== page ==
Travellers in a liminal world

The run-up to Poland’s bitterly fought election on 15 October has generated a spate of anti-immigrant stories in pro-government media, with suggestions that non-white newcomers are part of a ‘special operation’ orchestrated by Russia. Migrants from Africa and the Middle East, openly encouraged by the Belarusian leadership to enter the EU through the forest that borders Poland and Belarus, have been pushed back by Polish border guards and left to wander the exclusion zone for weeks, dodging hunts with dogs and batons. The number of deaths is undocumented.

Agnieszka Holland’s new film Zielnona Granica (‘Green Border’) expresses outrage at Poland’s heavy handed and often brutal treatment of overland migrants. The film was denounced by PiS ministers as it premiered at the Venice Film Festival in September. Comparisons were made with anti-Polish Nazi propaganda. Writing in the Polish online cultural magazine Dwutygodnik (no. 369), Iwona Kurz condemns the government onslaught as

a fundamental infringement of free speech, artistic expression and the elementary rights of public debate. The attacks show the pathological growth in the Polish imagination of the narcissistic myth of ‘purity’ and a fixation on the image of an unsoiled Polish military uniform. It’s an extraordinary mix. In invoking associations with the Nazi occupation, the authorities are completely inverting the situation. They sustain an attitude that seeks to turn Poland into a historical reconstruction camp, a huge simulation, a projection of some kind of mythological purity that washes away any dirt from a country ruled by carrot and stick.

Yet despite the bold topicality of the film, its robust defence of the right to leave one’s country to live in another, and its implied criticism of the Polish liberal middle class (‘for whom helping people wandering in the woods is “too much”’), Holland’s emphasis on migrant families suffering and dying in the Białowieża forest diminishes the underreported social issue of poverty and deprivation in the border region.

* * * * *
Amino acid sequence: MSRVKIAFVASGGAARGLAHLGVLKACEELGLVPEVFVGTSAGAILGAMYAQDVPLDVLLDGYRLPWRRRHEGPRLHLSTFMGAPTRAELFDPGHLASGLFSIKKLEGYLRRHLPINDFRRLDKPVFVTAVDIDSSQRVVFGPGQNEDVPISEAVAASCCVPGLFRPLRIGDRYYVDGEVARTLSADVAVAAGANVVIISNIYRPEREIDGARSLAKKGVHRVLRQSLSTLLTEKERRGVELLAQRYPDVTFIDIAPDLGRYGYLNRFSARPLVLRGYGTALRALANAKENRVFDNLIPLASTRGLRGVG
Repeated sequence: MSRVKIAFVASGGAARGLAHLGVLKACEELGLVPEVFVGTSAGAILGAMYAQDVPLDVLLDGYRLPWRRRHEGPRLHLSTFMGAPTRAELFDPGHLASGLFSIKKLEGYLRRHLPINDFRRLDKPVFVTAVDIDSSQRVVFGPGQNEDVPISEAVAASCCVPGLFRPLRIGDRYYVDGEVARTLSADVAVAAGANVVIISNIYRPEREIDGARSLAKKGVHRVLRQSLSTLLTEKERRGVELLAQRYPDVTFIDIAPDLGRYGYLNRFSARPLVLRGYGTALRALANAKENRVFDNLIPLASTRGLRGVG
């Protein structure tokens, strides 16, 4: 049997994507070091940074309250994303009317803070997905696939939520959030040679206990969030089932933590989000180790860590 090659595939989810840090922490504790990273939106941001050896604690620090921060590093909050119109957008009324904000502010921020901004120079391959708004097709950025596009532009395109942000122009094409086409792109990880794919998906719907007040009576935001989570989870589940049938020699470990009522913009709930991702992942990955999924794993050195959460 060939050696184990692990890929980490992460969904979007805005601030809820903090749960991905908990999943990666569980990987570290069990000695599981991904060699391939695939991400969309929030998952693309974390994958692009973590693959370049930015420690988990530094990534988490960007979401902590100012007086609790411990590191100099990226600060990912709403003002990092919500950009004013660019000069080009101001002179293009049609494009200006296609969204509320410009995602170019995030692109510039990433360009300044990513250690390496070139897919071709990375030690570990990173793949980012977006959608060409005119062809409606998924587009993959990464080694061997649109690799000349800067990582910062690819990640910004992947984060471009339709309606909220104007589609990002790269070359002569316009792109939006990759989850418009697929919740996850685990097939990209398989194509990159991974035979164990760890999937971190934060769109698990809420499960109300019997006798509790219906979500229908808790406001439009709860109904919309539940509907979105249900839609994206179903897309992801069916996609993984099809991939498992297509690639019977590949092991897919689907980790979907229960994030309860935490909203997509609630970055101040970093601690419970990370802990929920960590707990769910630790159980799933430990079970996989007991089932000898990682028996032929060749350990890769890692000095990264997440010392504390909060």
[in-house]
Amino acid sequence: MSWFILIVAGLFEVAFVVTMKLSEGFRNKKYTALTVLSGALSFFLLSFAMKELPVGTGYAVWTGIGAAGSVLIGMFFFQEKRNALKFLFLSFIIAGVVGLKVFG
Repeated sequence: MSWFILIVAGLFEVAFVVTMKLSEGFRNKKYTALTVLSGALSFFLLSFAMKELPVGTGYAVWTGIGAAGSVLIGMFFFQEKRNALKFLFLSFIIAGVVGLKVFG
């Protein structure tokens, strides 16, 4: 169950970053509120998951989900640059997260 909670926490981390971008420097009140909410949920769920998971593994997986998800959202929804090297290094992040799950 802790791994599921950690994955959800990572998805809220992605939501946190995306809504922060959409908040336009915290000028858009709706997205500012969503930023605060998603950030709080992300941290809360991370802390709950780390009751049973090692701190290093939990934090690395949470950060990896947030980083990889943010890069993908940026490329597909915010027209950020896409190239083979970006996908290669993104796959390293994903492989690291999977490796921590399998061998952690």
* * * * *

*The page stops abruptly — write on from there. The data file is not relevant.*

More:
‘The fact that the film leans so heavily on the global middle-class community seems to me problematic,’ writes Kurz. ‘Migrants are shown to be “people like us” – educated, multilingual, relatively well-off. They have bought plane tickets, paid middlemen and have cash for the journey. But the local population of Podlasie is all but absent. Their views feature as brief clips and the experience of long-term living and dying in the forest region fades into the background.

Stasis and nostalgia

In a dialogue about the pitfalls of filmmaking in times of international tension and war (no. 370), Ukrainian film director Iryna Tsilyk remarks: ‘In an era of post-truth even the simplest image can appear to be the reflection of a reality constructed to the advantage of a particular side or grouping.’